I hate poetry. Finally, after all these years, I’ve said it. Or typed it really; it’s the same difference.
To be entirely truthful, I hate most poetry. I find some of Shel Silverstein’s silly poetry somewhat entertaining. And I’ve always appreciated a clever, dirty Limerick.
I’m not a monster.
But the rest of poetry is, without exception, terrible. It doesn’t matter what “type” it is or what “form” it takes; sonnets or couplets, haiku or (Lord, help me) free-verse. The results are always the same: irredeemable awfulness.
I’ve given some thought on why the vast, vast majority of poems and poetry suck. Being on house arrest has given me ample time to think about a lot of shit. Mostly, it’s stupid shit and this is no exception.
As I was saying, I’ve been looking for a common denominator to explain poetry’s general suckiness and I think I’ve found it. It’s the person who writes the poem; the “poet”.
Now, I’ve had the misfortune to know a few poets, so I know what I’m talking about. I can truthfully say these people were without a doubt the most miserable, mopey and therefore most annoying individuals I’ve ever had the displeasure of knowing.
Oh, and they’re always, always broke. Turns out writing depressing drivel in verse doesn’t pay too well. Imagine that!
Think about it, have you ever met a happy poet? Of course you haven’t because they don’t exist.
History backs me up on this. All of our “famous” poets were massively unhappy people.
Poe, Dickinson, Keats, Byron, Woolf. What do they all have in common, besides being well-known poets? They’re all people with whom you’d never want to spend a Saturday night at the club with.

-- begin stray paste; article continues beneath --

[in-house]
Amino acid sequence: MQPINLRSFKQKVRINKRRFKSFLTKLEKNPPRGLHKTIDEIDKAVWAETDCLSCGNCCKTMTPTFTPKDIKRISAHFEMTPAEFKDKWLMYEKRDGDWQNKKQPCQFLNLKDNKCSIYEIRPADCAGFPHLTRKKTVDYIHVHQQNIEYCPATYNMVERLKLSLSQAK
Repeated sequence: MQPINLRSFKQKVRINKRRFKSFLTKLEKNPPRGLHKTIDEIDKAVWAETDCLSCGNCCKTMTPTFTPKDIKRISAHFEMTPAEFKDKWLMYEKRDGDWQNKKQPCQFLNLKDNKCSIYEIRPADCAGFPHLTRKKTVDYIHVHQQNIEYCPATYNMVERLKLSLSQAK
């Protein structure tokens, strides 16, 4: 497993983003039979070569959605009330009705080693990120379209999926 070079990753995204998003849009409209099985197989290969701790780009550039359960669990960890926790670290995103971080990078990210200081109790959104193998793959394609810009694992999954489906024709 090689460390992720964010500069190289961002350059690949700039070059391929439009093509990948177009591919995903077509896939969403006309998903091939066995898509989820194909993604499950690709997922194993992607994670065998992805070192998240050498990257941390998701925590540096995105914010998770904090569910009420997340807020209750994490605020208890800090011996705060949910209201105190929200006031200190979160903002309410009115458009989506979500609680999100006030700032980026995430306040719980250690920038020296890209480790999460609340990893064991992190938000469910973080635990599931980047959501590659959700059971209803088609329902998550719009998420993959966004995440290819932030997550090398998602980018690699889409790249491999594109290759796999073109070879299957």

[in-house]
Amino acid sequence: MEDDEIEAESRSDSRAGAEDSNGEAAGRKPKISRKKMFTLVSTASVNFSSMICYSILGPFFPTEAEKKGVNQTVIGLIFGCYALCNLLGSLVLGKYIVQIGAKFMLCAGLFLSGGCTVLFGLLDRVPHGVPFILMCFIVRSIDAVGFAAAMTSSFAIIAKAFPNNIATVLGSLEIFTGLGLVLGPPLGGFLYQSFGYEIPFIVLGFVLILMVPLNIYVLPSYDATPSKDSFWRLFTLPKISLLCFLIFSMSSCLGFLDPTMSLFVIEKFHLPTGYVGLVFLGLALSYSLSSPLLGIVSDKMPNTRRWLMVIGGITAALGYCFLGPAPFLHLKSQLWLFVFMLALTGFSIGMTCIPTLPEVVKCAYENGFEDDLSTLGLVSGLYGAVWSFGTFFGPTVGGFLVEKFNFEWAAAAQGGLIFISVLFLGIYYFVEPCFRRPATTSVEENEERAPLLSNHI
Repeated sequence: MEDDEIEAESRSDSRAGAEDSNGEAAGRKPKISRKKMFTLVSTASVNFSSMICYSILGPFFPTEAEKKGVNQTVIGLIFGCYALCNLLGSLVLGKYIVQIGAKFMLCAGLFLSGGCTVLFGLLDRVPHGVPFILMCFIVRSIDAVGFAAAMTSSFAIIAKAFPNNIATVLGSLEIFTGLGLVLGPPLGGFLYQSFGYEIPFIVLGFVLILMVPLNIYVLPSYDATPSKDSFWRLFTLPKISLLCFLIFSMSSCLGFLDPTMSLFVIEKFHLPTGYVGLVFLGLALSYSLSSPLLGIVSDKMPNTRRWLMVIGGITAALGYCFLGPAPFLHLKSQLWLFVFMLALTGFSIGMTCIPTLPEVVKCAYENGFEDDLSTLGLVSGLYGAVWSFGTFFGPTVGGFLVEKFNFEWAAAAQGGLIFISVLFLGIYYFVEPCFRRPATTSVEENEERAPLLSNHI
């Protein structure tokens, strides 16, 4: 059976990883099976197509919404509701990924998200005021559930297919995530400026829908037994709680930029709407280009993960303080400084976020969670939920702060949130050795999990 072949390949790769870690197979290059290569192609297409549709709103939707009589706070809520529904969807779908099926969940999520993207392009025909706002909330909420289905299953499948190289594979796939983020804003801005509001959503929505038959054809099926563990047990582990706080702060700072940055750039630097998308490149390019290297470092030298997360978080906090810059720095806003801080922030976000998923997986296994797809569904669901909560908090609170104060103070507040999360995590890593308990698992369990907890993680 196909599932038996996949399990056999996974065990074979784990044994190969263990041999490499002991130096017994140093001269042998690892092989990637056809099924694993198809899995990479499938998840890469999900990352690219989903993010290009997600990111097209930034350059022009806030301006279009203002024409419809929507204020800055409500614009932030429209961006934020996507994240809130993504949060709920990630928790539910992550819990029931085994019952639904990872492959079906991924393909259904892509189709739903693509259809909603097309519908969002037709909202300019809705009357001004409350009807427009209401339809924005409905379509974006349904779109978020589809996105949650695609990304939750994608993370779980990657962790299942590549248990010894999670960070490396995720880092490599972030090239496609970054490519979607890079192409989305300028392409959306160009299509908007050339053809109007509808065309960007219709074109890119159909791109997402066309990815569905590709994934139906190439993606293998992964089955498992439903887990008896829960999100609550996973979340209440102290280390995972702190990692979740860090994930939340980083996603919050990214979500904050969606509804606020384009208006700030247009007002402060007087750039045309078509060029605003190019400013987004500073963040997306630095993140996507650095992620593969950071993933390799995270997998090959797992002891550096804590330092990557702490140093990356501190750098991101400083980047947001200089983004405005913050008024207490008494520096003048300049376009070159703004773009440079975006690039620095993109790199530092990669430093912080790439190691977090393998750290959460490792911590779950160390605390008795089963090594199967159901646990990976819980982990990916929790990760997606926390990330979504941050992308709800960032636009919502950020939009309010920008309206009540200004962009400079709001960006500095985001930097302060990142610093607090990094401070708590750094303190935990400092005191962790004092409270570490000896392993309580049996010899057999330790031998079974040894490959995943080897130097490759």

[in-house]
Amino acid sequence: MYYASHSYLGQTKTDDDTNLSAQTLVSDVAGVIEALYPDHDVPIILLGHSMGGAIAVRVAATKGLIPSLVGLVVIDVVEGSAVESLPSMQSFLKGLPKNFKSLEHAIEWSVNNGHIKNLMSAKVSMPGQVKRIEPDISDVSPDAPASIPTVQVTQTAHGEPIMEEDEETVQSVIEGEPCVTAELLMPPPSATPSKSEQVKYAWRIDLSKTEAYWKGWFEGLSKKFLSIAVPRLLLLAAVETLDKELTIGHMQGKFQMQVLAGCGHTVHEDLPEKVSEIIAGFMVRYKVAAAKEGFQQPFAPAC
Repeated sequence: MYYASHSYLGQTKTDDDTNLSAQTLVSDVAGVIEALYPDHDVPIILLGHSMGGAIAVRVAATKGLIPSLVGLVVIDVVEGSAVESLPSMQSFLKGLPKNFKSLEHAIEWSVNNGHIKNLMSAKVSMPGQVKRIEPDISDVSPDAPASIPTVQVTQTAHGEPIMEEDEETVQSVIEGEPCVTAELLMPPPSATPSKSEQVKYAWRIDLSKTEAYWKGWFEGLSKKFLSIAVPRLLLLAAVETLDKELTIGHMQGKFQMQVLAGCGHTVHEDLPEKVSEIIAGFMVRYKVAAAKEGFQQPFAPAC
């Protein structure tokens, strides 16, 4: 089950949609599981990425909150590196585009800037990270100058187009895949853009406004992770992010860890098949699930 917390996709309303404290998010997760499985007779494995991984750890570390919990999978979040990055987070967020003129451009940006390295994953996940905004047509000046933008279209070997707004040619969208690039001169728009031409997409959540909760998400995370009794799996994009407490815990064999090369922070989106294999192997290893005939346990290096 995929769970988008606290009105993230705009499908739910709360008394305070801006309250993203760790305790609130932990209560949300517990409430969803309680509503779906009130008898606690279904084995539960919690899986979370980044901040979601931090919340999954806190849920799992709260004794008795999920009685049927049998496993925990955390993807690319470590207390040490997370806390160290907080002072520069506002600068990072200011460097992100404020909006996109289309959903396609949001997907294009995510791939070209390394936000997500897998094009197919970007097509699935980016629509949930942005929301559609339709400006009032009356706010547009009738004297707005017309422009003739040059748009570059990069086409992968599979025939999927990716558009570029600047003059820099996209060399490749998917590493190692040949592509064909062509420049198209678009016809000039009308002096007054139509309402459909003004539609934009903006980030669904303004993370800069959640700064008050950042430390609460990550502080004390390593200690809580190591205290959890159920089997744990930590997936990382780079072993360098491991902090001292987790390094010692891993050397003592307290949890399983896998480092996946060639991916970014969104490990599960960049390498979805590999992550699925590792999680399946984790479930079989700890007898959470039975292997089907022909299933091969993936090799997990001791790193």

Now a few of you may take offense to this, and I’m sure all of you are wondering why I’m breaking bad on poetry. I’ll tell you, but let me ask you a question first:
Have you ever been to a public poetry reading?
If you have, you’ll understand where I’m coming from.
If you’ve never been to one and you have a masochistic streak, go to one some evening. They usually happen at non-chain coffee houses, bookstores, and at the campus of your local community college.
These readings usually last an hour or two, which doesn’t sound too bad, really. Especially when good coffee and crullers are part of the equation.
However, once you’re sitting in a iron folding chair less than three feet away from the angry lesbian on a soapbox who’s carrying on about how her ex-girlfriend left her and took their cat- in a series of haiku no less, you’ll realize that time can and indeed does move backwards.
Just throw some bad folk music and “interpretive dance” in the mix, and guess what? You’ve created Dante’s third circle of hell. Or the Lilith Fair, which is a good substitute for hell in most people’s opinions.